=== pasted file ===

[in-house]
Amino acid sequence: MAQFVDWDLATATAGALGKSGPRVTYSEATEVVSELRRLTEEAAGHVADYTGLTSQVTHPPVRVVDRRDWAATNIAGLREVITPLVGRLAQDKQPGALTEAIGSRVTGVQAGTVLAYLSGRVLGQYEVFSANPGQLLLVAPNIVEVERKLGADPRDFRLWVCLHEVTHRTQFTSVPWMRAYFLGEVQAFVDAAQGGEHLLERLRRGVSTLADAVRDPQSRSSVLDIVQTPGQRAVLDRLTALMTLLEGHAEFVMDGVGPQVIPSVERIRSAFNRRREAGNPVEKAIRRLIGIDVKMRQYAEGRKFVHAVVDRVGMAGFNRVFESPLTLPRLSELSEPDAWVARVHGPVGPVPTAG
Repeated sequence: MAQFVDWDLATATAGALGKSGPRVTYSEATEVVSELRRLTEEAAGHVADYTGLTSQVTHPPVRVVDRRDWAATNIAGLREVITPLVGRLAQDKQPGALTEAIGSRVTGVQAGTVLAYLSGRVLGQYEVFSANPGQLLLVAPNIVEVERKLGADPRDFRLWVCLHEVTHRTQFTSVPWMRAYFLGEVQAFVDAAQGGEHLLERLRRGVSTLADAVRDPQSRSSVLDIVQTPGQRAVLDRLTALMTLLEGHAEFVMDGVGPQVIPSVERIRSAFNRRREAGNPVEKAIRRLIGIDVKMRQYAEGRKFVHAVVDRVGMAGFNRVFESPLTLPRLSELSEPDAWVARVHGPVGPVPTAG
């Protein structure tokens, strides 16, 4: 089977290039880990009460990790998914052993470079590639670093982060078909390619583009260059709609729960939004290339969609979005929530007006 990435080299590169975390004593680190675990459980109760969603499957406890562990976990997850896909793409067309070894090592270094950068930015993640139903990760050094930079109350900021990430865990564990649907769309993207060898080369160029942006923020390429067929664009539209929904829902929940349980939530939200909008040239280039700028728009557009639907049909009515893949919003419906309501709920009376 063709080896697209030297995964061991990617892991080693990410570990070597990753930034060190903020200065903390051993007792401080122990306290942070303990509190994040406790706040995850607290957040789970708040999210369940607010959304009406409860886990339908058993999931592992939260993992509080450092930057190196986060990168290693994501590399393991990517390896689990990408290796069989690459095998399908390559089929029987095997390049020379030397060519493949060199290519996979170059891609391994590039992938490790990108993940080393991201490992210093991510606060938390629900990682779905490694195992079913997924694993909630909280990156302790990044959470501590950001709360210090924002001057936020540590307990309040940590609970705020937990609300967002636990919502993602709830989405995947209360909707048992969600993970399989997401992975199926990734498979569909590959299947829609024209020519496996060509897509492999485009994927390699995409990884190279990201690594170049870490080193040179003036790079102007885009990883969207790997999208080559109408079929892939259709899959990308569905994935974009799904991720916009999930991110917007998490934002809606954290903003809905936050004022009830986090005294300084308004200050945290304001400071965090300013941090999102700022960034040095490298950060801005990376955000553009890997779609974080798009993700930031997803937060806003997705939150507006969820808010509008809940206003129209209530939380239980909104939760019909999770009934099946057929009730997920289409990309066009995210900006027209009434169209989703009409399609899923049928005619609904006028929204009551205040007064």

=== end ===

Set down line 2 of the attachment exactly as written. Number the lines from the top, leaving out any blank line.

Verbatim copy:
Amino acid sequence: MAQFVDWDLATATAGALGKSGPRVTYSEATEVVSELRRLTEEAAGHVADYTGLTSQVTHPPVRVVDRRDWAATNIAGLREVITPLVGRLAQDKQPGALTEAIGSRVTGVQAGTVLAYLSGRVLGQYEVFSANPGQLLLVAPNIVEVERKLGADPRDFRLWVCLHEVTHRTQFTSVPWMRAYFLGEVQAFVDAAQGGEHLLERLRRGVSTLADAVRDPQSRSSVLDIVQTPGQRAVLDRLTALMTLLEGHAEFVMDGVGPQVIPSVERIRSAFNRRREAGNPVEKAIRRLIGIDVKMRQYAEGRKFVHAVVDRVGMAGFNRVFESPLTLPRLSELSEPDAWVARVHGPVGPVPTAG